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Welcome to The Activism of Myra Bradwell!
You may be asking yourself, who in the world is Myra Bradwell? Don’t worry, I asked myself the same question three years ago. Myra Bradwell (1831-1894) was the editor of the Chicago Legal News and gained fame with her United States Supreme Court case Bradwell v. Illinois (1873). Not only was this the second Supreme Court case that interpreted the Fourteenth Amendment, it also opened the floodgates to numerous women petitioning the courts for their own rights. In 1869, Bradwell became the first woman to pass the Illinois State Bar but was denied her law license because of “her married condition.” Under the Victorian common law called coverture, the legal identity of married women was “covered” by her husband. As a married woman, Bradwell could not sign a contract in her own name, let alone defend a client in the courtroom. When she petitioned to the United States Supreme Court that her right to employment was one of the privileges and immunities of an American citizen as protected by the Fourteenth Amendment, the Court responded that women did not enjoy the rights of their male peers.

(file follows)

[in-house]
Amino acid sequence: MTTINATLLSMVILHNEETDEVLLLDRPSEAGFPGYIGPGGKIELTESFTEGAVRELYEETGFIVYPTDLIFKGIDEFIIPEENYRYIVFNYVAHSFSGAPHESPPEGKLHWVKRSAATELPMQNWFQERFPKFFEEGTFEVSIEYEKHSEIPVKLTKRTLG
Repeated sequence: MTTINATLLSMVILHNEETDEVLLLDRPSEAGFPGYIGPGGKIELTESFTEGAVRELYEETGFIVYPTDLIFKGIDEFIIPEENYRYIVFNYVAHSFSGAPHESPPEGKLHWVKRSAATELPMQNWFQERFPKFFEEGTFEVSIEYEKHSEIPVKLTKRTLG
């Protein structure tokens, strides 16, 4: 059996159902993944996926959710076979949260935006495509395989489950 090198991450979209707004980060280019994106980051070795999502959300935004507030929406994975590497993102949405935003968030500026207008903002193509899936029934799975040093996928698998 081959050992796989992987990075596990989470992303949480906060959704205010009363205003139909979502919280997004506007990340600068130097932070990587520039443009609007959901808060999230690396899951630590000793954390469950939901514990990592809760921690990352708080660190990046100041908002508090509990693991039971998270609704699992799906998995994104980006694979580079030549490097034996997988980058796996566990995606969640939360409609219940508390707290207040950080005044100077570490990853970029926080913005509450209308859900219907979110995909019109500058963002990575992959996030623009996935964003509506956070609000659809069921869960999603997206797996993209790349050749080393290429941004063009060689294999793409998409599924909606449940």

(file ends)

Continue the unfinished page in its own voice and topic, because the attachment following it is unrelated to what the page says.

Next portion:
A basic Google search of Myra Bradwell will stop right there. In fact, most academic journals and books that mention her do not expand much further. However, Myra Bradwell was so much more than her Supreme Court case. She owned her own business, the Chicago Legal News, and served as its editor - a major accomplishment for a woman at the time. She held high positions in the National Woman's Suffrage Association and advocated for reform legislation through her local, state, and national representatives. Myra Bradwell was an activist of all hats. The website is meant to shed more light on her many activist roles throughout her career. Viewers will find items ranging from court documents, newspaper articles, and club constitutions that demonstrate the activism of Myra Bradwell. Bradwell's own life will show that many women within the early Women’s Rights Movement cannot be just defined as a suffragette.
The site is broken into three collections meant to capture her different activist roles:
Each collection and its items depict the reform that Bradwell underwent for herself, other women, and fellow citizens throughout the country and her own backyard. These collections and their items may be viewed in any order as the site is meant to portray the multiple lenses of Myra Bradwell that occurred simultaneously in her life. This research is part of my larger MA thesis project, and if you enjoy what you discover, I invite you to check out my research blog as well (https://skfurrhistoryclassroom.wordpress.com/blog/).